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Land degradation and vegetation distribution in Chott El Beida wetland, Algeria

Khaznadar, M., Vogiatzakis, I. N. and Griffiths, G. H. (2009) Land degradation and vegetation distribution in Chott El Beida wetland, Algeria. Journal of Arid Environments, 73 (3). pp. 369-377. ISSN 0140-1963

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To link to this item DOI: 10.1016/j.jaridenv.2008.09.026


The aim of this study is to explore the environmental factors that determine plant Community distribution in northeast Algeria. This paper provides a quantitative analysis of the vegetation-environment relationships for a study site in the Cholt El Beida wetland, a RAMSAR site in Setif, Algeria. Sixty vegetation plots were sampled and analysed using TWINSPAN and Detrended Correspondence Analysis (DCA) in order to identify the principal vegetation communities and determine the environmental gradients associated with these. 127 species belonging to 41 families and 114 genera were recorded. Six of the recorded species were endemic representing 4.7% of the total species. The richest families were Compositae, Gramineae, Cruciferae and Chenopodiaceae. Therophytes and hemicryptophytes were the most frequent life forms. the Mediterranean floristic element is dominant and is represented by 39 species. The samples were classified into four main community types. The principal DCA axes represent gradients of soil salinity, moisture and anthropogenic pressure. The use of classification in combination with ordination techniques resulted in a good discrimination between plant communities and a greater understanding of controlling environmental factors. The methodology adopted can be employed for improving baseline information on plant community ecology and distribution in often critically endangered Mediterranean wetland areas. (C) 2008 Elsevier Ltd. All rights reserved.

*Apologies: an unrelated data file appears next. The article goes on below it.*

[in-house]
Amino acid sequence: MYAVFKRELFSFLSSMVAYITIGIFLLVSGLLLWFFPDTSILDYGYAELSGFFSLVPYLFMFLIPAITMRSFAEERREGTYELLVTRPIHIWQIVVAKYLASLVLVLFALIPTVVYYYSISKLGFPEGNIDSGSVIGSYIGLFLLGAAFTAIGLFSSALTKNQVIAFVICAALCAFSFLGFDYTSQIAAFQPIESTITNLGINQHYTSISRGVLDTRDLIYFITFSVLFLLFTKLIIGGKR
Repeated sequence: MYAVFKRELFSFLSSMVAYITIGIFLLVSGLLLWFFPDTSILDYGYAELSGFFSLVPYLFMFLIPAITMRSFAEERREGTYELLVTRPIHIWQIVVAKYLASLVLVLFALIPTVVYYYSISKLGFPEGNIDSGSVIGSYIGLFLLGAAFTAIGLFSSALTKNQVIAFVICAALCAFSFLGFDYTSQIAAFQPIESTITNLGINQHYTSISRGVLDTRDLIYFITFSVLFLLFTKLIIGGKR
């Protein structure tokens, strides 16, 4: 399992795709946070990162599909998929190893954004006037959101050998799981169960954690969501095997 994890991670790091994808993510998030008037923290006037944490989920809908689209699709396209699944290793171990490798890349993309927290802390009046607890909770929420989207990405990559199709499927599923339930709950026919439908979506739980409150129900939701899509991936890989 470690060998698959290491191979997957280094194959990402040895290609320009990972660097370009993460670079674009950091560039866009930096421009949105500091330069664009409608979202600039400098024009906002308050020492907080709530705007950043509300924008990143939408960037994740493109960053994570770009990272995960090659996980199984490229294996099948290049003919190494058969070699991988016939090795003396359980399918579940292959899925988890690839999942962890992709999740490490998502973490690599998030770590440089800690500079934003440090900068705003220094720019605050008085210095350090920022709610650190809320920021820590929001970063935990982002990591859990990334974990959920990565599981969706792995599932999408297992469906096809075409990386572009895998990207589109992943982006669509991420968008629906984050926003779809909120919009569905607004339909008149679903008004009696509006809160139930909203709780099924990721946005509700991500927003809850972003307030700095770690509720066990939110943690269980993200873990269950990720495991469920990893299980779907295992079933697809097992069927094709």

Item Type:Article
Divisions:Life Sciences > School of Agriculture, Policy and Development
Interdisciplinary centres and themes > Soil Research Centre
ID Code:8781
Uncontrolled Keywords:DCA, Halophytic communities, Ordination, TWINSPAN, environmental-factors, conservation, biodiversity, sahara, associations, egypt

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